QAU researcher races against time to Understand Arsenic Poisoning of Water in Pakistan
Pakistan is a water-stressed country, relying more and more on its groundwater resources to cope with its burgeoning population and economic needs. At the same time, unchecked and unregulated industrial and commercial development, low standard agricultural practices across the country are threatening to poison the groundwater and render it unfit for human consumption.
At Quaid-i-Azam University, Dr. Abida Farooqi, Assistant Professor, Department of Environmental Sciences, is leading an effort to understand the implications and mechanisms of this dread phenomenon.
Dr. Farooqi has successfully raised tens of millions of rupees for urgently needed research in this field and has published a book titled Arsenic and Fluoride Contamination: A Pakistan Perspective (New York: Springer, 2015). This book presents an up-to-date overview of arsenic and fluoride pollution of soil and groundwater in Pakistan. It includes the author’s doctoral dissertation on Lahore as a case study and describes the mechanism of pollution on the basis of the findings in that area.
The book highlights the concrete situation in Pakistan – including the severity of the problem, its health effects and the risks posed to the people living in affected areas by these two major pollutants– and points out essential research areas that call for immediate attention. As such, it draws attention to the need for management strategies in the affected areas and offers a valuable reference work on Pakistan for students and researchers alike.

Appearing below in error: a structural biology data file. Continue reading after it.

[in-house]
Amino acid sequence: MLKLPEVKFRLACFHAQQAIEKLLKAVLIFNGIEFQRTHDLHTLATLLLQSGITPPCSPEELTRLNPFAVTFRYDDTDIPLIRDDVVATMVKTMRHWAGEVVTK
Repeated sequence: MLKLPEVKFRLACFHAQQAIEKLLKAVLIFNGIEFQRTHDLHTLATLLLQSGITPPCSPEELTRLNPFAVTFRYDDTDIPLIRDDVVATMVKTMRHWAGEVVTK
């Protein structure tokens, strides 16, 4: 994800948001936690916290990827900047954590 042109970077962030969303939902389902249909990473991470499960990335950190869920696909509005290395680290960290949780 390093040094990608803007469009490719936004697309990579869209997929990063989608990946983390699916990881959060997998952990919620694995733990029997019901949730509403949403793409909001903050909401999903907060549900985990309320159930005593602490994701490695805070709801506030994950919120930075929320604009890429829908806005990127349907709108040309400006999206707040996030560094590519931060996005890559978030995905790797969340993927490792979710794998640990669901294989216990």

“Today, perhaps 100 million people in South and South-East Asia are drinking water with arsenic (As) concentrations up to 100 times the World Health Organization (WHO) guideline and Pakistan is among one of those effected countries. Groundwater arsenic and fluoride contamination was reported in 2002 in Punjab Pakistan. While millions of rural inhabitants in Pakistan, who rely on shallow (typically less than 100m deep) wells as their main source of drinking water is contaminated with arsenic and fluoride. The children in the affected areas of Pakistan are more vulnerable to fluoride contamination” said Dr. Abida Farooqi.
“There is growing evidence of a major impact on human health of prolonged exposure to Arsenic from drinking hand pump water. The people of Pakistan are at the high risk of cancer and bone deformity because of the presence of these contaminants. An intensified effort is therefore needed to minimize the negative impacts on human health, children in particular, of continued dependence on untreated groundwater from hand pumps” she added.
Dr. Abida Farooqi has successfully raised funds form national and international donors including Rs. 2.38 million from US-AID (2016), Rs. 30 million from Pakistan-US Collaborative Research with US co-principal investigator Dr. Alexander Van Green (2015-18), US $100,000 from TWAS (Trieste, Italy) for hydro-geochemical studies (2015-17), Rs. 4.65 million from the HEC (Pakistan) to evaluate the sustainability of deep groundwater as an arsenic free resource in the Indus basin (2015) and Rs. 1 million from the HEC for upgrade of laboratory facilities.
She emphasized that it is an area of vital importance to Pakistan, indeed, a matter of life or death for millions, and needs to be given maximum priority by the Government and International donors.